A large chorus now sings the praises of some fiscal stimulation for our economy. Both parties support fiscal stimulation, though each party has a different slate of favored candidates. Fiscal stimulus can result from either government taxing less or spending more. Democrats are generally more inclined to support government spending, Republicans more inclined to support tax reduction. In either case, the central claim in support of fiscal stimulation is a simple one. That claim, however, is as wrong as it is simple.
The simplicity resides in the idea that more spending causes more prosperity; indeed, that it is spending that causes prosperity rather than prosperity that causes spending. There are, moreover, two sources of spending in our economy: people and government. People spend both as individual consumers and as business investors. Total spending in an economy is the sum of what people spend as consumers and business investors, plus what governments spend.
If people individually reduce their spending, the fiscal stimulists claim that government can fill the void by spending more. This is a portrait of government spending as providing a “shot of adrenaline for a slumping economy,” to cite a common image. To shift metaphors, the fiscal stimulists portray an economy as if it was a balloon. The problem of economic policy is thus one of controlling the air pressure in the balloon that is the economy. The task for policy is to keep a nicely filled balloon. This requires the avoidance of two extremes. One extreme is to inflate the balloon too much, so that it bursts. The other extreme is to let the balloon become so flat that it looses its buoyancy. In either case, the economy is portrayed in starkly simple terms, as the images of air pressure or adrenaline suggest. We are led to believe that it is easy to administer the correct policy, and to do so at the right time.
There are a number of problems with this common portrait. The central problem is that this portrait of economic life and processes conforms neither to reason nor to experience. An economy does not have the simplicity of a balloon. To the contrary, it is a complex web of commercial relationships that defies anyone’s ability to organize or control. It is out of recognition of this immense complexity that economists have hit upon such allusions as that of an “invisible hand” to express the character of economic activity. This allusion recognizes both that economic activity is highly organized and that this organization is not anyone’s creation or responsibility.
Metaphorically, an economy is much more like a gigantic erector set that runs throughout a large hotel, with each node connected to nodes in many different rooms, and with no person or office able to master the operation of the entire set. Changes initiated at one point will exert impacts throughout the system, and will do so with varying time delays. Today’s economic occurrences and disturbances are a complex, only partially apprehensible result of previous changes in many places at many different times in the past.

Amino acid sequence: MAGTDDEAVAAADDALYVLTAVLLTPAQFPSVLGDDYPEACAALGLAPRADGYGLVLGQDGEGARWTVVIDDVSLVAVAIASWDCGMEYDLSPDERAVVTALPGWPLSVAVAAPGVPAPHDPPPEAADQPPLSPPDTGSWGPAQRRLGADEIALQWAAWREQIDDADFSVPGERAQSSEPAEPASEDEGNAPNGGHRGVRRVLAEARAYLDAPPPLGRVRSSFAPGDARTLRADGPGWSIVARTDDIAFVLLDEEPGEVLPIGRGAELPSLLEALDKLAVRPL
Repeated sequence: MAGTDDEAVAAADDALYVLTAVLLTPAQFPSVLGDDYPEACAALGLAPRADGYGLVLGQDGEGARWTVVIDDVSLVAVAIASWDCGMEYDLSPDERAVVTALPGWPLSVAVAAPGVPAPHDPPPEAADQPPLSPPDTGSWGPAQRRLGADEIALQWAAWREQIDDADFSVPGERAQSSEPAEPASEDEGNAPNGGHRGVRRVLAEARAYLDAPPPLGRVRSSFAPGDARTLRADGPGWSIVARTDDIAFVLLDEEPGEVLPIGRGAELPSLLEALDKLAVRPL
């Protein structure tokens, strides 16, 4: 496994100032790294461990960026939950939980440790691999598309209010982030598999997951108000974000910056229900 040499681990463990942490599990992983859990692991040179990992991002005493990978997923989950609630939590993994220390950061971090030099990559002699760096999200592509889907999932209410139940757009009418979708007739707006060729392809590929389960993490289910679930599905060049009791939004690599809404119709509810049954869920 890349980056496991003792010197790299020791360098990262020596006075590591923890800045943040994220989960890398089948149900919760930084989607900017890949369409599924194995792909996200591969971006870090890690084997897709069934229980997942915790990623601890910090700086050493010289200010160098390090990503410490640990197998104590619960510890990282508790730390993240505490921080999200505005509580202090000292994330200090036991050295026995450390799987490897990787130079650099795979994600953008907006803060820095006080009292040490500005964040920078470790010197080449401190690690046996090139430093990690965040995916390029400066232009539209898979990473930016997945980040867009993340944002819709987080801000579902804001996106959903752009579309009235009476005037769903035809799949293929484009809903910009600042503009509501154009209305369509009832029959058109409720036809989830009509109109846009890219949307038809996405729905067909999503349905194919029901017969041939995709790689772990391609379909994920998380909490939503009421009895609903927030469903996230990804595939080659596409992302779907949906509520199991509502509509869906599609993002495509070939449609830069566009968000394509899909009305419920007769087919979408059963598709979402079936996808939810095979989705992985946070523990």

A number of smaller problems follow from this central problem. One is the time lapses that are involved. People may reduce their spending in January, but this won’t even appear in the statistics until March or April. To allow the legislative process to work today, at the earliest it will be late-summer or early-fall before any stimulatory measures can take effect. By the time those measures start to take effect, people might already have resumed their earlier spending patterns. If so, the fiscal stimulus can create hyper-stimulation.
The fiscal stimulists assume that any reduction in private spending is bad and is to be resisted by increased government spending. In many cases, however, reductions in private spending are caused by earlier government programs. For instance, a stimulatory program two years ago might have induced people to make investments that they must now liquidate. The reduction in investment spending today was caused by the fiscal stimulus provided two years ago. What we have is fiscal stimulus in the past causing people to reduce their spending today. Today’s reduction in spending, moreover, is then used to justify still more fiscal stimulus. Just as a morning snort might help one get past a hangover, so it is with fiscal stimulus.
There is, however, a better remedy. What we need is not yet more fiscal stimulation. We already have had far too much for far too long. What we need is small government that does a few things well and in a stable manner. We do not need a large government that continually tries to manipulate economic conditions. It can’t do this successfully and only creates problems by trying – problems, unfortunately, that are used to justify even more doomed governmental efforts at economic control.